New Study Reveals Design Clues for Silver-based Superatomic Molecules
Researchers from Japan explore the key factors responsible for the synthesis of materials composed of silver-based superatoms
Superatomic molecules containing noble metal elements like gold and silver are studied for their potential in the synthesis of superatomic materials. However, the understanding of silver-based superatomic molecules has been limited. Addressing this gap, researchers from Japan studied two bimetallic superatomic molecules with silver as a main constituent to determine the key factors that enabled their formation. Their findings are expected to advance the development of novel materials in the future.
In the past few decades, metal nanoclusters composed of noble metal elements such as gold (Au) and silver (Ag) have gained attention as superatoms for the synthesis of materials with unique properties and potential new applications. These superatoms (also known as "artificial atoms") typically consist of a cluster of a few to several hundred atoms and exhibit properties that are significantly different from their bulk, conventional counterparts. However, much like real atoms, the stability of these superatoms is determined by the formation of a closed-shell electron structure.
Ag-based superatoms are known for their superior properties and functions, including photoluminescence and selective catalytic activity, compared to those of Au-based superatoms. However, most of the research in this field has been primarily focused on Au-based superatomic molecules.
To overcome this research gap, researchers from Japan studied the formation of superatomic molecules composed of Ag and evaluated the factors involved in this formation. This study was led by Professor Yuichi Negishi from Tokyo University of Science (TUS) with contributions from Dr. Sakiat Hossain from TUS, and Professor Tetsuya Taketsugu and Assistant Professor Takeshi Iwasa from Hokkaido University, and was published in the journal Communications Chemistry on 28 March 2023.
Speaking of the motivation behind studying Ag-based superatoms, Prof. Negishi says, "So far, we humans have created a variety of useful materials from the elements available to us on earth. However, looking at a future with complex energy and environmental issues, the development of materials with new properties and functions is desired."
To this end, the researchers synthesized two di-superatomic molecules with bromine (Br) as the bridging ligand: ([Ag23Pt2(PPh3)10Br7]0 and [Ag23Pd2(PPh3)10Br7]0 (PPh3 = Triphenylphosphine). The former consisted of two icosahedral Ag12Pt superatoms connected by vertex sharing with platinum atoms (Pt) occupying the central position in each superatom. In contrast, the other superatomic molecule consisted of two icosahedral Ag12Pd structures with palladium (Pd) as the central atom.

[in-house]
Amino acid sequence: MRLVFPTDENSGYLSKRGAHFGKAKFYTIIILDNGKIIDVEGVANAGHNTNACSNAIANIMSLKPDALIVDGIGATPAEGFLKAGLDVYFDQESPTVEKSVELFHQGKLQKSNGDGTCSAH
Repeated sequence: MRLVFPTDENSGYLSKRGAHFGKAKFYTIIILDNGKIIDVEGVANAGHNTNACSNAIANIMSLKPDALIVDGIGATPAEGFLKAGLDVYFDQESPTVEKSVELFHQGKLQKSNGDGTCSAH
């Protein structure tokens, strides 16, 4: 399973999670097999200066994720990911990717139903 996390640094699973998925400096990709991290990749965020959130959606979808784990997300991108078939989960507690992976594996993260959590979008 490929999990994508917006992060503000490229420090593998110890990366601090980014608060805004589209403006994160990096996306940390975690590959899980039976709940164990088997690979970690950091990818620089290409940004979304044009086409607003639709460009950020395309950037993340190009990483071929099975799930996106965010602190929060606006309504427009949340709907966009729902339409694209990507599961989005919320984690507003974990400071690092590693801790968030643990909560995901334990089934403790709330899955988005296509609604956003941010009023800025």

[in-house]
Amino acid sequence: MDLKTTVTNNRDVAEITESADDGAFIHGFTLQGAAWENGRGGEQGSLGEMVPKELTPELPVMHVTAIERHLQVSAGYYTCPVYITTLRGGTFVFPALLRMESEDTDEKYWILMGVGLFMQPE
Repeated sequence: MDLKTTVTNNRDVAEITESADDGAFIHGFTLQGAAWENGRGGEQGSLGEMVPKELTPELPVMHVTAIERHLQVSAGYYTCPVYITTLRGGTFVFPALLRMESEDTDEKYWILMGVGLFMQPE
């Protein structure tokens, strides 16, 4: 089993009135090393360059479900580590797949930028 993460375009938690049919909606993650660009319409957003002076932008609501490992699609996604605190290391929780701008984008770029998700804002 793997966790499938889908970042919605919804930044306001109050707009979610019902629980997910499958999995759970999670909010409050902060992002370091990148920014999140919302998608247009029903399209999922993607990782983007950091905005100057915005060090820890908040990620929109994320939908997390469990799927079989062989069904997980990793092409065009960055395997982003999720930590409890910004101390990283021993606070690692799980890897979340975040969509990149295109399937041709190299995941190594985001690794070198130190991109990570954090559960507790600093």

The geometric/electronic structure and stability of these two nanoclusters was then analyzed and compared with [Ag23Pt2(PPh3)10Cl7]0 (1) and [Ag23Pd2(PPh3)10Cl7]0 (2) - two nanoclusters with geometrical similarity to the synthesized nanoclusters, consisting of chlorine (Cl) as the bridging atom.
On examining the geometric structures of the four nanoclusters, the researchers observed a twist between the two icosahedral structures containing Br as the bridging ligand. The researchers suggest that this twist stabilizes the nanocluster by shortening the distance between the two icosahedral structures.
Additionally, the larger Br atom was found to introduce steric hindrance in the molecule, causing both the PPh3 molecule to be positioned further from the long axis of the metal nanocluster and, a change in the bond length of the Ag-P and Ag-Ag bonds. These findings indicate that although the type of bridging halogen slightly affects the geometric structures of the metal nanoclusters, it does not hinder their formation.
"The type of bridging halogen appears to have little effect on whether superatomic molecules can be formed or not, as long as the bridging halogen is large enough to maintain a moderate distance between the two Ag12M structures," explains Prof. Negishi.
However, the stability of the nanocluster was largely dependent on the number of bridging halogens attached to it. Like atoms, stable metallic nanoclusters require a filled valence shell. In the case of the prepared nanoclusters ― which had a total of 16 valence electrons ― the researchers were only able to attach a maximum of five bridging halogens to maintain the metal nanocluster in a stable neutral or cationic state.